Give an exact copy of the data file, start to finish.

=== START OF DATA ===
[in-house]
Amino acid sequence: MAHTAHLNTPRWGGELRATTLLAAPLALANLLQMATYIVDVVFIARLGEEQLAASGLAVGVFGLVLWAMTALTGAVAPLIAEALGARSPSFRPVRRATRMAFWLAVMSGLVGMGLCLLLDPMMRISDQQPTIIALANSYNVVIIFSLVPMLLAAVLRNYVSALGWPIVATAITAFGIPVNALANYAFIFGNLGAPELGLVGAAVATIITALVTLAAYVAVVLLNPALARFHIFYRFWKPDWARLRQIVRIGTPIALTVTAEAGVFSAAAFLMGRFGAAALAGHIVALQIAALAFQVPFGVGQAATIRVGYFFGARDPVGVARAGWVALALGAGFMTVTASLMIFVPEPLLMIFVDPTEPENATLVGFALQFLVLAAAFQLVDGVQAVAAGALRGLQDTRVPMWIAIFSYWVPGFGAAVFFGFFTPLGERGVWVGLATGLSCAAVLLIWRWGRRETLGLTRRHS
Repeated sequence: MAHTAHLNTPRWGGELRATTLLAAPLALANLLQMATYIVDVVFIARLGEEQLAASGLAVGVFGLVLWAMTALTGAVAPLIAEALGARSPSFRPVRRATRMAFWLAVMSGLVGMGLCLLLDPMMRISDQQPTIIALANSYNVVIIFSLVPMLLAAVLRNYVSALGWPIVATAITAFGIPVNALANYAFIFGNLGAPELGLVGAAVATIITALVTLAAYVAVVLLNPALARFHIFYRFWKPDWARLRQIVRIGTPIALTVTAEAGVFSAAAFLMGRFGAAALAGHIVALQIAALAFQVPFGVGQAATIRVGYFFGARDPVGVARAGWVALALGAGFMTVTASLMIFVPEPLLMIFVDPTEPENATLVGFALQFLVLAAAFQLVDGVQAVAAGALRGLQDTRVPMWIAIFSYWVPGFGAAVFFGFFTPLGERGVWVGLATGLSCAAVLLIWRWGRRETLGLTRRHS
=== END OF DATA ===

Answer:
[in-house]
Amino acid sequence: MAHTAHLNTPRWGGELRATTLLAAPLALANLLQMATYIVDVVFIARLGEEQLAASGLAVGVFGLVLWAMTALTGAVAPLIAEALGARSPSFRPVRRATRMAFWLAVMSGLVGMGLCLLLDPMMRISDQQPTIIALANSYNVVIIFSLVPMLLAAVLRNYVSALGWPIVATAITAFGIPVNALANYAFIFGNLGAPELGLVGAAVATIITALVTLAAYVAVVLLNPALARFHIFYRFWKPDWARLRQIVRIGTPIALTVTAEAGVFSAAAFLMGRFGAAALAGHIVALQIAALAFQVPFGVGQAATIRVGYFFGARDPVGVARAGWVALALGAGFMTVTASLMIFVPEPLLMIFVDPTEPENATLVGFALQFLVLAAAFQLVDGVQAVAAGALRGLQDTRVPMWIAIFSYWVPGFGAAVFFGFFTPLGERGVWVGLATGLSCAAVLLIWRWGRRETLGLTRRHS
Repeated sequence: MAHTAHLNTPRWGGELRATTLLAAPLALANLLQMATYIVDVVFIARLGEEQLAASGLAVGVFGLVLWAMTALTGAVAPLIAEALGARSPSFRPVRRATRMAFWLAVMSGLVGMGLCLLLDPMMRISDQQPTIIALANSYNVVIIFSLVPMLLAAVLRNYVSALGWPIVATAITAFGIPVNALANYAFIFGNLGAPELGLVGAAVATIITALVTLAAYVAVVLLNPALARFHIFYRFWKPDWARLRQIVRIGTPIALTVTAEAGVFSAAAFLMGRFGAAALAGHIVALQIAALAFQVPFGVGQAATIRVGYFFGARDPVGVARAGWVALALGAGFMTVTASLMIFVPEPLLMIFVDPTEPENATLVGFALQFLVLAAAFQLVDGVQAVAAGALRGLQDTRVPMWIAIFSYWVPGFGAAVFFGFFTPLGERGVWVGLATGLSCAAVLLIWRWGRRETLGLTRRHS